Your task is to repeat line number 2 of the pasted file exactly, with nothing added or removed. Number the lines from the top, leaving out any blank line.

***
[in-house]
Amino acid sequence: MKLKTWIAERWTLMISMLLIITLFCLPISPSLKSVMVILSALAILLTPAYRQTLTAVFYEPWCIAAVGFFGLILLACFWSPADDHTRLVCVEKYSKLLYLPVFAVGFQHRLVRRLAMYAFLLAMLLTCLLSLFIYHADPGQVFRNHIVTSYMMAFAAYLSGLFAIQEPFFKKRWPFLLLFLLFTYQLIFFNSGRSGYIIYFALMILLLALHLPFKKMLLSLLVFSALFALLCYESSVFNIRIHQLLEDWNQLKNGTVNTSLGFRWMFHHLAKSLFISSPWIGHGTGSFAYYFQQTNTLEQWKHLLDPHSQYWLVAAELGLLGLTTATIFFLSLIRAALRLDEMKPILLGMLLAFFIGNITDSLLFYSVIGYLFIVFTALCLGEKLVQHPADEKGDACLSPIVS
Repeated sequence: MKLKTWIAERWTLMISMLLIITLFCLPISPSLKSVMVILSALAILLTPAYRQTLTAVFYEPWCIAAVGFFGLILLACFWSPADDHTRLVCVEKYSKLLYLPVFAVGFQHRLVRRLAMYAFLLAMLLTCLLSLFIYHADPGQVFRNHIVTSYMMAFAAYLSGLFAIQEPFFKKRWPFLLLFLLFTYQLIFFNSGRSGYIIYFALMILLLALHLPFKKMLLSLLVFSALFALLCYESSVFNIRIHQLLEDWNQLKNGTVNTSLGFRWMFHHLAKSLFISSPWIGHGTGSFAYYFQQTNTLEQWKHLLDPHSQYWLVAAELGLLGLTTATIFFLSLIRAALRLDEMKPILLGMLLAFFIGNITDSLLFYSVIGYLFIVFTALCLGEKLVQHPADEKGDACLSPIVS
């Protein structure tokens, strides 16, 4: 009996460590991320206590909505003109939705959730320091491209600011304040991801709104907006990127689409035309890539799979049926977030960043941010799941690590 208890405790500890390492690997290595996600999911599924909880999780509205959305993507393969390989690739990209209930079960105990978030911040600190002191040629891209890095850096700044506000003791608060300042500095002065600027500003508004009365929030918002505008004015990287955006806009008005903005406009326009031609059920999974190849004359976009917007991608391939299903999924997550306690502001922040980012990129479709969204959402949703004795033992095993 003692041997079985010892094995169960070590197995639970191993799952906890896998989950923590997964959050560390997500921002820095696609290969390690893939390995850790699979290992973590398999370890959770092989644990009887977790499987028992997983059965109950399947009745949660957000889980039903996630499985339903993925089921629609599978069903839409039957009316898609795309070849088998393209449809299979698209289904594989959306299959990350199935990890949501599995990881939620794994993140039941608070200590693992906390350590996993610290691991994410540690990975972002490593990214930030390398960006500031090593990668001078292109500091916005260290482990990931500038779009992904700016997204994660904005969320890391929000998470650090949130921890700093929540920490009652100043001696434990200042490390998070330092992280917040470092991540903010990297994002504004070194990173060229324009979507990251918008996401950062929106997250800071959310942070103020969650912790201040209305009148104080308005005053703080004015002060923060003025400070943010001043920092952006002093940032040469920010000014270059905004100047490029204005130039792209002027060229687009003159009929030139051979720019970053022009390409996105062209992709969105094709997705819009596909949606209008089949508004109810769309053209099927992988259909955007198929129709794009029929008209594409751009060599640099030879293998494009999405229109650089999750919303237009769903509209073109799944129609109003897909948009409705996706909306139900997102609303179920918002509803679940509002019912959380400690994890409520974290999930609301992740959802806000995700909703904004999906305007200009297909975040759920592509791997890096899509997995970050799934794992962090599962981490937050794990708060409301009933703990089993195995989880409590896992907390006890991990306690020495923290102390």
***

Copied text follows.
Amino acid sequence: MKLKTWIAERWTLMISMLLIITLFCLPISPSLKSVMVILSALAILLTPAYRQTLTAVFYEPWCIAAVGFFGLILLACFWSPADDHTRLVCVEKYSKLLYLPVFAVGFQHRLVRRLAMYAFLLAMLLTCLLSLFIYHADPGQVFRNHIVTSYMMAFAAYLSGLFAIQEPFFKKRWPFLLLFLLFTYQLIFFNSGRSGYIIYFALMILLLALHLPFKKMLLSLLVFSALFALLCYESSVFNIRIHQLLEDWNQLKNGTVNTSLGFRWMFHHLAKSLFISSPWIGHGTGSFAYYFQQTNTLEQWKHLLDPHSQYWLVAAELGLLGLTTATIFFLSLIRAALRLDEMKPILLGMLLAFFIGNITDSLLFYSVIGYLFIVFTALCLGEKLVQHPADEKGDACLSPIVS